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Science & Data Bytes

Forest Carbon Offsets for Colorado Landowners​

  • Amanda West Fordham, Ph.D., Associate Director of Science and Data, Colorado State Forest Service
  • Ethan Bucholz, Ph.D., Forest Monitoring Program Manager, Colorado State Forest Service
  • Tony Vorster, Ph.D., Research Scientist, Natural Resource Ecology Laboratory, Colorado State University
  • Ashley Woolman, Forest Carbon Specialist, Colorado State Forest Service
  • Amy Bulger, Communications Specialist, Colorado State Forest Service
forested mountainside with young growing trees in the foreground.
Trees regenerate at the Colorado State Forest near Gould, Colo. Photo: CSFS/Lockwood

Forest carbon markets are one natural solution to increasing carbon sequestration, which reduces the amount of greenhouse gases entering the atmosphere in the long term. Carbon markets exchange carbon credits and provide a way for forest landowners to derive long-term, non-consumptive value from well-managed forests.

A carbon credit represents the removal of one metric ton of carbon dioxide equivalent (tCO2e) from the atmosphere. These credits are derived from activities called carbon offsets that capture greenhouse gases (GHGs) to compensate for GHG emissions.

Forestry activities that may be classified as carbon offsets include forest conservation, avoided conversion of forests, reforestation, afforestation and improving forest management. Forest management can, in some cases, provide quantifiable increases in carbon stocks through mitigating carbon lost to disturbance (e.g. wildfire, insect and disease). Entering a carbon market does not preclude timber harvest or other management activities, but it does influence forest management decisions. For example, it may necessitate changes to how timber is harvested during a project, such as extending the rotation period.

Carbon Market Types

There are two main types of carbon markets forest landowners will encounter:

  1. “compliance” markets that are mandated by legislation designed to reduce or offset emissions
  2. “voluntary” markets that allow organizations to voluntarily purchase carbon credits to offset emissions
  • These markets cap total allowed GHG emissions – major polluters such as industry, energy producers and transportation are granted a specific amount or cap in emissions. This cap typically declines over time.
  • Polluters can reduce net emissions and/or purchase offsets to meet this cap – offsets may be from another polluter who is below their cap, or from organizations that reduce GHGs through actions such as growing trees or using landfill methane emissions.
  • California Assembly Bill 32: The Global Warming Solutions Act created the largest regulated carbon market in the world that allows managed forests to generate offset credits, including in states such as Colorado. The CA Cap-and-Trade Program is regulated by the California Air Resources Board (CARB).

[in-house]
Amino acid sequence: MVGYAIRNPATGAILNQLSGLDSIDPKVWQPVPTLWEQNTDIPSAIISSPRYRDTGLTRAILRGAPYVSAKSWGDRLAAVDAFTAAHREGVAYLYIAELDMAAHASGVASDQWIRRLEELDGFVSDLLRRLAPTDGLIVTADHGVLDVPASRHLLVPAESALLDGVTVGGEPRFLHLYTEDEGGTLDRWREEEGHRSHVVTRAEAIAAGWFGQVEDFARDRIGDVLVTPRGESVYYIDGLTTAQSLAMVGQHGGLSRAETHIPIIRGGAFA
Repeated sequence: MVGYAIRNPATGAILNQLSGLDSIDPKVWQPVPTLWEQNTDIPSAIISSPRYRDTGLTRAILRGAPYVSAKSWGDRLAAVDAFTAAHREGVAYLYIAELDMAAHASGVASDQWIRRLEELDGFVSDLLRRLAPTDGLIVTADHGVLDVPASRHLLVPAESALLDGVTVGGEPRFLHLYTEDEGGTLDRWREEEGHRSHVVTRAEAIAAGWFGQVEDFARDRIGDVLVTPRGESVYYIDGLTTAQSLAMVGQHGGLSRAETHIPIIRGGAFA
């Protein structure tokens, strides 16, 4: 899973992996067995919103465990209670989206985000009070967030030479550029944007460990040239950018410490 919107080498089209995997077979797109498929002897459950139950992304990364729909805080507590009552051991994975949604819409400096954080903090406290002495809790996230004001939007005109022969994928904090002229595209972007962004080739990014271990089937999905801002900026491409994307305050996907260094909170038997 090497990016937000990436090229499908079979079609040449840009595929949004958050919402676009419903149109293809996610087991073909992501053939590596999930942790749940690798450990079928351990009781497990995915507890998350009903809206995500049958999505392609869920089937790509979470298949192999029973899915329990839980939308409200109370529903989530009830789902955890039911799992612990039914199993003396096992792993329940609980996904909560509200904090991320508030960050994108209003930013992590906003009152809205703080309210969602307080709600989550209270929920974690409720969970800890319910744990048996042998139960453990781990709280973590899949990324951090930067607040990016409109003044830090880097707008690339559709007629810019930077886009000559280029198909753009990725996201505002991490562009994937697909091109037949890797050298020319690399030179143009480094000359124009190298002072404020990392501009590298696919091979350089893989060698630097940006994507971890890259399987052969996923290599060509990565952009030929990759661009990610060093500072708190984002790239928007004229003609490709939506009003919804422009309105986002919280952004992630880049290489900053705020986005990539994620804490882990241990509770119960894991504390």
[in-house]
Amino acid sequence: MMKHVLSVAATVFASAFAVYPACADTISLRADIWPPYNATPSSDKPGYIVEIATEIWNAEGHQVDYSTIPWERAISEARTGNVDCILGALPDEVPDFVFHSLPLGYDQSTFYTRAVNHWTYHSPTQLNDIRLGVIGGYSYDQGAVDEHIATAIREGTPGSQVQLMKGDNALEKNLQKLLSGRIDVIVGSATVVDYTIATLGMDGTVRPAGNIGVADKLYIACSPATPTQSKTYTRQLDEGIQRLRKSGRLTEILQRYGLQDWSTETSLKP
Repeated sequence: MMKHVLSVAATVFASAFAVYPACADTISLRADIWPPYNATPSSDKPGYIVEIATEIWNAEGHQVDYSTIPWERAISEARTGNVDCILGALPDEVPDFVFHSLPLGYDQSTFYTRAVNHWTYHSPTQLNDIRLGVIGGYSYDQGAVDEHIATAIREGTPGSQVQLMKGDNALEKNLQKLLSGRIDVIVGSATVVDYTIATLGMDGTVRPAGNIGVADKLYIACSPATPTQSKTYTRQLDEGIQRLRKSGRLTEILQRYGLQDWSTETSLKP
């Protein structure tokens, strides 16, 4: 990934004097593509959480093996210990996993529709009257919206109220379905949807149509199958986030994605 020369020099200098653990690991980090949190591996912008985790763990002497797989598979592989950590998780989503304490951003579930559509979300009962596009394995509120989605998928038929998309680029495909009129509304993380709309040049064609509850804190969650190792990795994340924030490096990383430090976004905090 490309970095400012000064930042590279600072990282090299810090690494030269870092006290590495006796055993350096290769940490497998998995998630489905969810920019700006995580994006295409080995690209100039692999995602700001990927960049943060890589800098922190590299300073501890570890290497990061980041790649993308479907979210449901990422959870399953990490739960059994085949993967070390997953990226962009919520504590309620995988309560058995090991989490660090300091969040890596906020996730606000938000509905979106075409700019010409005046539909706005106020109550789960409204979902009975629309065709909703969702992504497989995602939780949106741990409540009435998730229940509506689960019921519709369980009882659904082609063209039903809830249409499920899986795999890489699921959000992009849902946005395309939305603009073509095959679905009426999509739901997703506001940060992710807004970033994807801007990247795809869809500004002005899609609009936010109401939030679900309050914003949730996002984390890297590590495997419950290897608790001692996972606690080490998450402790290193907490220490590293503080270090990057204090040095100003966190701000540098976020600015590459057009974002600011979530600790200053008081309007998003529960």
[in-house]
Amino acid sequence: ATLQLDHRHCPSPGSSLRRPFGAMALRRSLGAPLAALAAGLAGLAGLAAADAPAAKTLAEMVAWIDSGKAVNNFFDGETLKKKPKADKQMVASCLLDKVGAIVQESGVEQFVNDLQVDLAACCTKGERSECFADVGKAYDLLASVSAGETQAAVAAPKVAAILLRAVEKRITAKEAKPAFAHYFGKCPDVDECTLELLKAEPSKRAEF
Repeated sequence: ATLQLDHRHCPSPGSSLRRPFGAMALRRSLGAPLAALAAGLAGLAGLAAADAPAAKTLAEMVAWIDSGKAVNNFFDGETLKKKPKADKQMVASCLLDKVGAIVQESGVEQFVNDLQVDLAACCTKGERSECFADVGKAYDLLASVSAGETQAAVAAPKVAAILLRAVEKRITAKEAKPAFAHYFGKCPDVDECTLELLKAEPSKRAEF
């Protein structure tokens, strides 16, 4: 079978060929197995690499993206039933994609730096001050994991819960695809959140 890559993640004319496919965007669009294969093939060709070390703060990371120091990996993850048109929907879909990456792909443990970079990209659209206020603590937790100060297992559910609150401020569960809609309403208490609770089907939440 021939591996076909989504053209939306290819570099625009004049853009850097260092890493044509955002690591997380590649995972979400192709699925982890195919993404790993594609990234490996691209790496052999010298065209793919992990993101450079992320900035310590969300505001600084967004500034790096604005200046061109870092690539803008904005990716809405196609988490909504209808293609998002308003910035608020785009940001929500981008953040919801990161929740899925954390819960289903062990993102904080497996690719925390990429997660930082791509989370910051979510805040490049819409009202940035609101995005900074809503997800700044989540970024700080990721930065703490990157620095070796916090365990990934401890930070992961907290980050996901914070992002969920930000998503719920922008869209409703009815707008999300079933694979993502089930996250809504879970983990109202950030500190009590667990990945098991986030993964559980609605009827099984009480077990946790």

“CARB requires rigorous third-party verification of offset projects to ensure that their reductions are real, quantifiable, permanent (for a minimum of 100 years for forest projects, for example), and additional – that is, above and beyond what is legally required and what normal practices are for any given project. This approach means that offsets deliver multiple benefits even beyond the carbon reductions they generate.” – CARB

There are other regulated markets already established (e.g. the Regional Greenhouse Gas Initiative in the eastern U.S.) or that may be established soon (e.g. Washington, Oregon). These are small markets compared to California’s forest carbon offset program.

  • These markets are not regulated, but many forest carbon “protocols” have been developed by nonprofit organizations to quantify, track, verify and manage projects.
  • Voluntary credits are verified by auditors and tracked in official registries:
    • Climate Action Reserve Registry (CAR) – a California nonprofit that includes reports for carbon market projects in all 48 continental U.S. states. It uses U.S. Forest Service datasets for regional carbon storage averages and allows forest managers to receive credits for carbon stored above this baseline. There are additional requirements, including maintenance of native species diversity, forest management on the site must not be required by law, the additional carbon sequestered by the project must be stored for 100 years, broadcast fertilizer is not allowed, downed woody debris must be maintained and project activities cannot start more than 6 months prior to project listing on the CAR.
    • Verra Registry System (formerly Verified Carbon Standard (VCS)) – this nonprofit is currently the most widely used voluntary GHG program across the globe. Projects are certified against the VCS rules and requirements and then issued tradeable GHG credits called Verified Carbon Units (VCUs).
    • American Carbon Registry was founded in 1996 as the first private voluntary GHG registry and joined the nonprofit Winrock in 2007.
  • Programs such as Climate Forward allow companies to make proactive investments in GHG mitigation projects to mitigate expected emissions.
  • A new program developed by the American Forest Foundation and The Nature Conservancy uses Forest Inventory and Analysis (FIA) data combined with modeling and analysis to help owners of small forests participate in the carbon market. The CSFS collects FIA data across Colorado and parts of Wyoming! Called the Family Forest Carbon Program, it designed for family forest owners with forested properties as small as 30 acres that have historically had barriers to enter these markets.

Basic Project Framework for a Landowner